How to Stick to Your New Year’s Resolutions?
It’s December 31. And I’m thinking about my new year’s resolutions.
But, resolutions are hard to keep. It seems the moment we flip into the new calendar, plunge into the boxes of January, we are steamrolled and pushed off-course on the highway of life. Completely misguided and counterproductive.
In fact, studies in the UK have shown that most people will break their resolutions NINE days after making them. That means, by January 10, everything is gone and forgotten!
So I wonder, what’s the point?
New year’s resolutions give us hope that we can wipe the slate clean, start a new chapter and do better. Unfortunately, hope is merely an intention. A good first step, but hope alone will not sustain through the next 356 days (minus 9 days). Making a new year’s resolution list is the easy part. The hard part is keeping to it.
Here are some ways that people have successfully stuck to their new year’s resolutions for 2013.
Keep your list short, very short. Don’t start listing twenty things you want to change about yourself. It can be very depressing. This year, stick to 1 to 3 points. MAX. This will sharpen your thoughts and energy to focus on your goals.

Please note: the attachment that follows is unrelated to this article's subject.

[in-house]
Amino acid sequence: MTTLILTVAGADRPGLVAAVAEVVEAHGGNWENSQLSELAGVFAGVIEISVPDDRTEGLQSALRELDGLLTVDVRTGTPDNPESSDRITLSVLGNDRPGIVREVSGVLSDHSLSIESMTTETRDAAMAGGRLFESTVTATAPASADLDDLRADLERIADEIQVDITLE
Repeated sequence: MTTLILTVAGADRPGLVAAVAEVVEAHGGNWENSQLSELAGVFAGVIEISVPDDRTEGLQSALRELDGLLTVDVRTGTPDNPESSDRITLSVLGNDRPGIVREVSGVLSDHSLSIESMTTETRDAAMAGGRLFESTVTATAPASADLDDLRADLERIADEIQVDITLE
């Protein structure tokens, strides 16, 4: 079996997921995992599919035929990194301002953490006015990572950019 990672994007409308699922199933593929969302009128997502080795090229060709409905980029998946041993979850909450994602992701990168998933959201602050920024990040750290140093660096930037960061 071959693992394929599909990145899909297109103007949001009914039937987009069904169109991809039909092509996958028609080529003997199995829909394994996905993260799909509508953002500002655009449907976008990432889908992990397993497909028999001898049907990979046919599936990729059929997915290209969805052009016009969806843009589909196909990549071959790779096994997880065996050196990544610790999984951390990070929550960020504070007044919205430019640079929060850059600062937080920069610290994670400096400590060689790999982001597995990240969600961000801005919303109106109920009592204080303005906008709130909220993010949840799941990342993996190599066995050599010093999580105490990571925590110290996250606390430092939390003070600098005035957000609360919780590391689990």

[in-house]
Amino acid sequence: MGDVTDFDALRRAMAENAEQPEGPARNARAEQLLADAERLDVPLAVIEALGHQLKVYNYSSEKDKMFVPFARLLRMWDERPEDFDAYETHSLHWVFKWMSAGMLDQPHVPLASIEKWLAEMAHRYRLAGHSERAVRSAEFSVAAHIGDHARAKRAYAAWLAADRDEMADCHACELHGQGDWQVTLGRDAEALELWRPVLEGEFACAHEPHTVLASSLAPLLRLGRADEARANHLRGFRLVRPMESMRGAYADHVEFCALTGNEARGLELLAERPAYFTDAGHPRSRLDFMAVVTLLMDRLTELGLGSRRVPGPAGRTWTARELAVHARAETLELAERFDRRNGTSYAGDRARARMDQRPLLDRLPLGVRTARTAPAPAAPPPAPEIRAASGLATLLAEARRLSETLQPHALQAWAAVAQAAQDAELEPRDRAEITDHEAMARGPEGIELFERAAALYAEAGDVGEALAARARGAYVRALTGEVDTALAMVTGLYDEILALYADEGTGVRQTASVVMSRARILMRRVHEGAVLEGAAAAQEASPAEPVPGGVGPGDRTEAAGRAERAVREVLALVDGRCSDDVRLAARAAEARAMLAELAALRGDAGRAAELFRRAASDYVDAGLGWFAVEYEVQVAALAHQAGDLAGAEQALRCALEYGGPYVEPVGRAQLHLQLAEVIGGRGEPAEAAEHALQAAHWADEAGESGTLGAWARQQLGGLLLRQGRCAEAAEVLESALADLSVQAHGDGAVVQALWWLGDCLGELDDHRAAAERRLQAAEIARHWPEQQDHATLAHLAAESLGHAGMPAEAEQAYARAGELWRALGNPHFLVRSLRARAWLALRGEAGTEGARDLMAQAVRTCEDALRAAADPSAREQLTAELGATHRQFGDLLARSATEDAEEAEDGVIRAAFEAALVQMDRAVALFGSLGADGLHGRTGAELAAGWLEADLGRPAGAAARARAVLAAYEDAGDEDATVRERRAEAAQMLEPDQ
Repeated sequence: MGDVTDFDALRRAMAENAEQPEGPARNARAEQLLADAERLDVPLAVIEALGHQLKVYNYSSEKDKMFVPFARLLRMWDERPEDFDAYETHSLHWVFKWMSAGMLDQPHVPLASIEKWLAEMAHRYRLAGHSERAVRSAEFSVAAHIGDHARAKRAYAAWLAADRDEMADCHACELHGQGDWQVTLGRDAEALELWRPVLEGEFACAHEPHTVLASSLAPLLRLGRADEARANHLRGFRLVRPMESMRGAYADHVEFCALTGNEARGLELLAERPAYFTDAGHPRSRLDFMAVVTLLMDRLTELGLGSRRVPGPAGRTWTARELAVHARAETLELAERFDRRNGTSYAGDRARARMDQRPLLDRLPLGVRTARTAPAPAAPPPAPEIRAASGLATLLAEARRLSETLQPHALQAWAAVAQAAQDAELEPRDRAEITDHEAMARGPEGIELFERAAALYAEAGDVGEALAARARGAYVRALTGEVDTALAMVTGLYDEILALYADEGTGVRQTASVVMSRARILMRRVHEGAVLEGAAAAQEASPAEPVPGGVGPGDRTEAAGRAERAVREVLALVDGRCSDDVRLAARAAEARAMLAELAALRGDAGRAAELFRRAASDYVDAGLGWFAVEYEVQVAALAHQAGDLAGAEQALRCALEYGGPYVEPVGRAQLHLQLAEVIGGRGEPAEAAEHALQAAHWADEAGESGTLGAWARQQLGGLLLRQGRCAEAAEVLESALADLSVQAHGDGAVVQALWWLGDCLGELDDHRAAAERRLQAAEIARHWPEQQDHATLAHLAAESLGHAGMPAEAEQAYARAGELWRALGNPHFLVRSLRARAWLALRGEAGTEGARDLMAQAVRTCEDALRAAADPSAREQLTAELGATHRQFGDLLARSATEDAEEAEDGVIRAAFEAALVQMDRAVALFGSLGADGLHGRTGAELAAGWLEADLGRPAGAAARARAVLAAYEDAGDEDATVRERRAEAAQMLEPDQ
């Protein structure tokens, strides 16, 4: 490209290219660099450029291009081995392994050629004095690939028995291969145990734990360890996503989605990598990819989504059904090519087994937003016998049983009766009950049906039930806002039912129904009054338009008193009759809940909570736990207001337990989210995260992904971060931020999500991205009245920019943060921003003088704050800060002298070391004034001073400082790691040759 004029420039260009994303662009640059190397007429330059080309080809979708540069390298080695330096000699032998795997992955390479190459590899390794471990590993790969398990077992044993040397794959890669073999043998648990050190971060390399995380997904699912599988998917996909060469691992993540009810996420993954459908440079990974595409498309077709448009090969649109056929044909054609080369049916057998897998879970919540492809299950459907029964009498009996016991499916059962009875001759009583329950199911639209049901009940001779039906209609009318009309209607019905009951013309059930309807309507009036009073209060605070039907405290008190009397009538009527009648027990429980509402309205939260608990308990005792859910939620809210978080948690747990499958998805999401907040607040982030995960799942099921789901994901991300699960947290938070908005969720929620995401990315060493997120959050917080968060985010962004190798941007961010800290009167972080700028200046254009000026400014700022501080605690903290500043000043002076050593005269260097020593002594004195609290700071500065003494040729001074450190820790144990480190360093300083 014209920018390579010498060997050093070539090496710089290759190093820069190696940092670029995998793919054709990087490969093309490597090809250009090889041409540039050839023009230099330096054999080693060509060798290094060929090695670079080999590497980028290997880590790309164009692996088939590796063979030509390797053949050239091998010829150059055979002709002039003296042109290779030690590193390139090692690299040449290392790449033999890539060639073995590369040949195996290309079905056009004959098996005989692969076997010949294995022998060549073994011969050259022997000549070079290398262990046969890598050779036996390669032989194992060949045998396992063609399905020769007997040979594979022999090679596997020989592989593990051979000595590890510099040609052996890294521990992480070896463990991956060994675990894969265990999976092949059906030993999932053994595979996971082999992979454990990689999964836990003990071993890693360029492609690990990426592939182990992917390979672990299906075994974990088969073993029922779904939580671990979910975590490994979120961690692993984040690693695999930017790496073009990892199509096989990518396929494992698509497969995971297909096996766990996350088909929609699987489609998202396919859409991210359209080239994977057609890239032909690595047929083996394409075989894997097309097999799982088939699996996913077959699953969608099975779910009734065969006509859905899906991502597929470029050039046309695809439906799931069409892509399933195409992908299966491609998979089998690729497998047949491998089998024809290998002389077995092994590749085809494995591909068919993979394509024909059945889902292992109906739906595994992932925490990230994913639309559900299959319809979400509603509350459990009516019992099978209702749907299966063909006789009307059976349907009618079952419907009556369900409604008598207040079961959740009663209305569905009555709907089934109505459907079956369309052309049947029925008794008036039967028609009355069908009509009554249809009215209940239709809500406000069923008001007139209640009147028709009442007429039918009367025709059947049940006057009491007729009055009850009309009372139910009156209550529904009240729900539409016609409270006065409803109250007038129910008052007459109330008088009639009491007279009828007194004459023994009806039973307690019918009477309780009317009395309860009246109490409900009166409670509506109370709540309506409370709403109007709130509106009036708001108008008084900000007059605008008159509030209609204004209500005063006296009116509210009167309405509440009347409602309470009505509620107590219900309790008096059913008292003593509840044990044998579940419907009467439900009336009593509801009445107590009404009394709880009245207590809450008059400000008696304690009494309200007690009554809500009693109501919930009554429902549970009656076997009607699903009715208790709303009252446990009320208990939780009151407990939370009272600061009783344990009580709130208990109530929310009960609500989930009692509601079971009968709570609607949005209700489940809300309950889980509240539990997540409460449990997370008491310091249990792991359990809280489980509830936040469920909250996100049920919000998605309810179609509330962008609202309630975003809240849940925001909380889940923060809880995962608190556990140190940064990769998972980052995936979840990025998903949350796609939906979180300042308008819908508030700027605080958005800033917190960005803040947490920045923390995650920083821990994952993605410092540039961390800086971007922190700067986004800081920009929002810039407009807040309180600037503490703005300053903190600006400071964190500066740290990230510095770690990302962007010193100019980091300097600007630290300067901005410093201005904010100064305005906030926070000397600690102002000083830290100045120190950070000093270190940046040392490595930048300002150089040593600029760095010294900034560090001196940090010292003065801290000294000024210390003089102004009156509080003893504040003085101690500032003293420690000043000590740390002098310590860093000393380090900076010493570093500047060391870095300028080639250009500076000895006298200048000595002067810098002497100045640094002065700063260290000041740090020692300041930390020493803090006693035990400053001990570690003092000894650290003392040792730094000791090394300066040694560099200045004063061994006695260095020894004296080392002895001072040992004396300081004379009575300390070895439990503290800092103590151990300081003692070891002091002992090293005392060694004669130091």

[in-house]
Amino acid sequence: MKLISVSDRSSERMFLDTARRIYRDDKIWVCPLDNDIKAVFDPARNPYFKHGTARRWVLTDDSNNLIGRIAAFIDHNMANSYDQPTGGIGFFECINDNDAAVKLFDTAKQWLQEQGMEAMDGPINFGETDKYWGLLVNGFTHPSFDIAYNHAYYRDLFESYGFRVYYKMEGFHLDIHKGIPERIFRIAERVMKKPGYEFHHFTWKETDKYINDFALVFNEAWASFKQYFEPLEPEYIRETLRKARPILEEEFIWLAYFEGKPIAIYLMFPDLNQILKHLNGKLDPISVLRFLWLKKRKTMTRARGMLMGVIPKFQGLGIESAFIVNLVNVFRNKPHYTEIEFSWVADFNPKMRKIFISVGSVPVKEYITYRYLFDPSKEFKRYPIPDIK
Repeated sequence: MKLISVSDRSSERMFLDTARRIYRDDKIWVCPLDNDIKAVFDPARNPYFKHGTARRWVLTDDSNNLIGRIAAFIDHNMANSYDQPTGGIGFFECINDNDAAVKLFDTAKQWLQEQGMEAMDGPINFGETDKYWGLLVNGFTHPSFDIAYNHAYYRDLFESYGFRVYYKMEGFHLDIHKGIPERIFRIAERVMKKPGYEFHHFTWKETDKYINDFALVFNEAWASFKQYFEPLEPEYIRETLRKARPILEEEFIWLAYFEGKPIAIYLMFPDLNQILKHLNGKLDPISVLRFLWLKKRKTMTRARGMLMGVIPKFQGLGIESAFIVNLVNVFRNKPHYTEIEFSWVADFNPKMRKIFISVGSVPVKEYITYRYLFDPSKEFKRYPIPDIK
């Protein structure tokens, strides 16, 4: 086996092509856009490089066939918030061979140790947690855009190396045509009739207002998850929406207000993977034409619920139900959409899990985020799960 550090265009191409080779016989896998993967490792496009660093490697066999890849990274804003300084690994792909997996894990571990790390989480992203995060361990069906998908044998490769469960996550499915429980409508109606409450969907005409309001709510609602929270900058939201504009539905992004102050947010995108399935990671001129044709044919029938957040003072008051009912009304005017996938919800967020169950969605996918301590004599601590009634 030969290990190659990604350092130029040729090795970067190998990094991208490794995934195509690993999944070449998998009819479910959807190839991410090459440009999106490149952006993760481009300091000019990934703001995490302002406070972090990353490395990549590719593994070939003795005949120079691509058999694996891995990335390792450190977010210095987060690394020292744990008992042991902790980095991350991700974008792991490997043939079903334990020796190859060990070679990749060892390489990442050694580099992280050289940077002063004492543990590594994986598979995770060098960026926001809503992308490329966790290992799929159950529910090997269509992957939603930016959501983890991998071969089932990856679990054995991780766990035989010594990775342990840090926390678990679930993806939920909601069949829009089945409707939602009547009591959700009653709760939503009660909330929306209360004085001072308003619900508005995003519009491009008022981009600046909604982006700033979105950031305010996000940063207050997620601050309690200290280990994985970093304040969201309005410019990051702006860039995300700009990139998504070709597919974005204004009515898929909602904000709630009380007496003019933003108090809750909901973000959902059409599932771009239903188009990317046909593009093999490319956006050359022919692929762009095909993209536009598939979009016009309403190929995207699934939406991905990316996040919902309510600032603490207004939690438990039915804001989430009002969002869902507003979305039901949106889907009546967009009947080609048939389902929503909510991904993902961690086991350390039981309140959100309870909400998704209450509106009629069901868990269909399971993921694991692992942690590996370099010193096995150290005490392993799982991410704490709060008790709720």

Give yourself a compelling reason. Most people do up their new year’s resolutions list like a Santa’s Christmas wish list. Instead, think about WHY. Why is this point so important to you that it made your resolution’s list?
Make a plan. Think about HOW. How are you going to achieve what you want to achieve in the new year? Think about WHAT. What do you need to help you attain your goals?
Tell someone. Most times, we keep our resolutions to ourselves because we don’t want to jinx the plan, or have someone remind us that our plan hasn’t fallen through. Instead of keeping our personal resolutions a hush-hush secret, tell someone. Someone who can push us shamelessly without worrying we might get offended or nasty. Like a sibling or a parent. Make them accountable. Yup, you heard me right. This is one of the rare times that we can make someone else accountable for us.
Word of caution: Personally, I won’t tell a casual friend or a colleague. Resolutions are very personal. And despite their best efforts to help us, sometimes we might feel threatened, embarrassed, harassed and even angry. This may place strain on the friendship.
Reward yourself. Make sure you reward yourself when you succeed. You need to plan the reward before embarking on your resolutions. This will allow you to maintain the focus towards the finishing point. For example, if you plan to lose weight, think of that figure-hugging sexy pair of GUESS jeans that you are going to buy for yourself when you hit your ideal weight.
Now, doesn’t that sound like a great plan?